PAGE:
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Museum Knockouts

Great Temple of Honour table centre, Johann Joachim Kaendler, 1748/49

The Great Temple of Honour is a massive 11 ft 8 in tall, making it the largest item in the collection. It was modelled in 1748/49 by Johann Joachim Kaendler. It is shaped in the style of a triumphal arch and made up of 123 separate parts. It is presumed to have been used on 5 March 1749, the name day of Frederick Augustus II. All trace of the original version cast in Kaendler’s day has been lost. The present Temple of Honour was produced in 1933 to mark the bicentenary of the death of Augustus the Strong.



Nelson Mandela, porcelain, platinum and diamonds, Tom Rucker, 2010

Nelson Mandela, winner of the Nobel Peace Prize and first President of colour in South Africa, was a byword for freedom and peaceful co-existence. He campaigned for human rights, democracy and an end to apartheid, and spent 27 years in prison for his pains. So deeply impressed was Tom Rucker by Mandela’s life-story that he created a bust of the man portraying him at the zenith of his life when he was elected to become the first President of colour in South Africa. Rucker meshes tradition with hi-tech in his sculpture. The back of the bust was produced in Meissen porcelain. Rucker spent eight months welding strands of platinum a mere 0.18 mm thick together free-hand under a microscope to form Mandela’s facial features. Well over 100,000 separate filaments were required for this purpose. Tom Rucker is a goldsmith by profession and his artistic work is conducted primarily on a freelance basis. He recently won the Jacques Cartier Memorial Award, the highest accolade worldwide for extraordinary feats of craftsmanship and design. Tom Rucker lives in London and Ottobrunn near Munich.



Signed, gilt-decorated model of the Dancing Dwarf modelled by Paul Scheurich in 1929

Working with Paul Scheurich involved figure painters at the Meissen Manufactory entering new territory. Hitherto, they had “clad” their figures to a specified set of rules. Scheurich, though, set forth in great detail how he wished the figures he designed to be coloured. The prevailing “fashion” of “variations on a theme” was replaced by pinpoint haute couture. A signed model exists showing how Scheurich wished his “Dancing Dwarf” figure to be gilded. The colour is darker than would be the case with fired gilding due to Scheurich having applied watercolour to the prepared model.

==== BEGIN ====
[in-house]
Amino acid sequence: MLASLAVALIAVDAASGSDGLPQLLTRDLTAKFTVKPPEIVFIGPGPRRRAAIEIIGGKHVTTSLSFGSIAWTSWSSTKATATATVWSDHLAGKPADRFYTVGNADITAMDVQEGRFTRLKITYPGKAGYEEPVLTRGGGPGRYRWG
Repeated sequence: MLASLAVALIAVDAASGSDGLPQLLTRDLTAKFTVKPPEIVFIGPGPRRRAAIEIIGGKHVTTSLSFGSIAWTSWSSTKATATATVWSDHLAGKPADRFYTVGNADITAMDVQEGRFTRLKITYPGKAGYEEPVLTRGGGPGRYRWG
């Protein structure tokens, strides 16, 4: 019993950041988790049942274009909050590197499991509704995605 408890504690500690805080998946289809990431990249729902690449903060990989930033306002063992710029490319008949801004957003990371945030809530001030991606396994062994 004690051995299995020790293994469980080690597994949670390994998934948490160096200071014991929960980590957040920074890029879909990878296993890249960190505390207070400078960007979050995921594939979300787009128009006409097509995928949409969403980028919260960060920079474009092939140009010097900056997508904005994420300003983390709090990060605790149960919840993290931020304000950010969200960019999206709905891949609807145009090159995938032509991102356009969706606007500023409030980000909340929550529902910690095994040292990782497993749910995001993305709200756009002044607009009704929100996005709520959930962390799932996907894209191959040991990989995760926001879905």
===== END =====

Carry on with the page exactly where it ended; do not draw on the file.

Menagerie in porcelain - Do not feed the animals!

The Saxon Elector Augustus the Strong was driven by a vision of creating a palace for porcelain. A building known originally as a Dutch and subsequently as a Japanese palais was earmarked for conversion to this end. His comprehensive collection of Chinese and Japanese porcelains was to go on show here together with porcelains from his own manufactory. Menageries – enclosures containing a collection of domestic and exotic animals – had been deemed essential to any palace ever since the days of the Italian Renaissance. Other forms of keeping animals such as fish zoos or pheasant-houses were likewise common sources of prestige at the royal courts of Europe. Augustus the Strong planned a menagerie of life-size Meissen animal sculptures for his Japanese palais. Johann Gottlieb Kirchner and Johann Joachim Kaendler modelled large numbers of animals for inclusion in this porcelain zoo between 1730-1736. They readied themselves for the task by consulting the royal cabinets of artistic and natural curiosities and studying animals at the Hunting and Bear House or the game reserve at Moritzburg Hunting Lodge. The artists could only have known of the more exotic beasts they modelled from descriptions or graphic sources, however. Besides constituting a marvellous portrait of the proud fowl, Kaendler’s peacock is well over three feet tall, a towering example of porcelain production. He designed its fan so skilfully that it does not sag when fired.


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